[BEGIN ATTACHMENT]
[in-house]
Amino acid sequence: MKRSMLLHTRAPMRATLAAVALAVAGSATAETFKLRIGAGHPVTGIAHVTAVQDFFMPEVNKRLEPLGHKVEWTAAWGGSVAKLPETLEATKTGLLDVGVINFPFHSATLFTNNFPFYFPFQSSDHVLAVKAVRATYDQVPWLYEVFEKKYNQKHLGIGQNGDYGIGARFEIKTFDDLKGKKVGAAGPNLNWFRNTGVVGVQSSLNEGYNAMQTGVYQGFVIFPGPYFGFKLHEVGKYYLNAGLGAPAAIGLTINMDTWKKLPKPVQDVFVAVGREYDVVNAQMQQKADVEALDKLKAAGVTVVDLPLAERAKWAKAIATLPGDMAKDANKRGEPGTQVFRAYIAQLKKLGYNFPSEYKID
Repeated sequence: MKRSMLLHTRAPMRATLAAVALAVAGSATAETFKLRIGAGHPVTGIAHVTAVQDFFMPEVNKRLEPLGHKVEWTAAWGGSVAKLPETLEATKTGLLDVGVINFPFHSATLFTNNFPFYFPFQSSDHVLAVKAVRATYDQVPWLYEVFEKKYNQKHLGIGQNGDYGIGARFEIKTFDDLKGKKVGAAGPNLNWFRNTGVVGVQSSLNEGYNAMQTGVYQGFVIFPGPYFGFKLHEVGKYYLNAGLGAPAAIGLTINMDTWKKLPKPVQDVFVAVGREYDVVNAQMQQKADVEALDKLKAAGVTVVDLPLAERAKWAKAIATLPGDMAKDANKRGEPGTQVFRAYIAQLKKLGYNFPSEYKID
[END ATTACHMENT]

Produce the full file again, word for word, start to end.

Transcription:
[in-house]
Amino acid sequence: MKRSMLLHTRAPMRATLAAVALAVAGSATAETFKLRIGAGHPVTGIAHVTAVQDFFMPEVNKRLEPLGHKVEWTAAWGGSVAKLPETLEATKTGLLDVGVINFPFHSATLFTNNFPFYFPFQSSDHVLAVKAVRATYDQVPWLYEVFEKKYNQKHLGIGQNGDYGIGARFEIKTFDDLKGKKVGAAGPNLNWFRNTGVVGVQSSLNEGYNAMQTGVYQGFVIFPGPYFGFKLHEVGKYYLNAGLGAPAAIGLTINMDTWKKLPKPVQDVFVAVGREYDVVNAQMQQKADVEALDKLKAAGVTVVDLPLAERAKWAKAIATLPGDMAKDANKRGEPGTQVFRAYIAQLKKLGYNFPSEYKID
Repeated sequence: MKRSMLLHTRAPMRATLAAVALAVAGSATAETFKLRIGAGHPVTGIAHVTAVQDFFMPEVNKRLEPLGHKVEWTAAWGGSVAKLPETLEATKTGLLDVGVINFPFHSATLFTNNFPFYFPFQSSDHVLAVKAVRATYDQVPWLYEVFEKKYNQKHLGIGQNGDYGIGARFEIKTFDDLKGKKVGAAGPNLNWFRNTGVVGVQSSLNEGYNAMQTGVYQGFVIFPGPYFGFKLHEVGKYYLNAGLGAPAAIGLTINMDTWKKLPKPVQDVFVAVGREYDVVNAQMQQKADVEALDKLKAAGVTVVDLPLAERAKWAKAIATLPGDMAKDANKRGEPGTQVFRAYIAQLKKLGYNFPSEYKID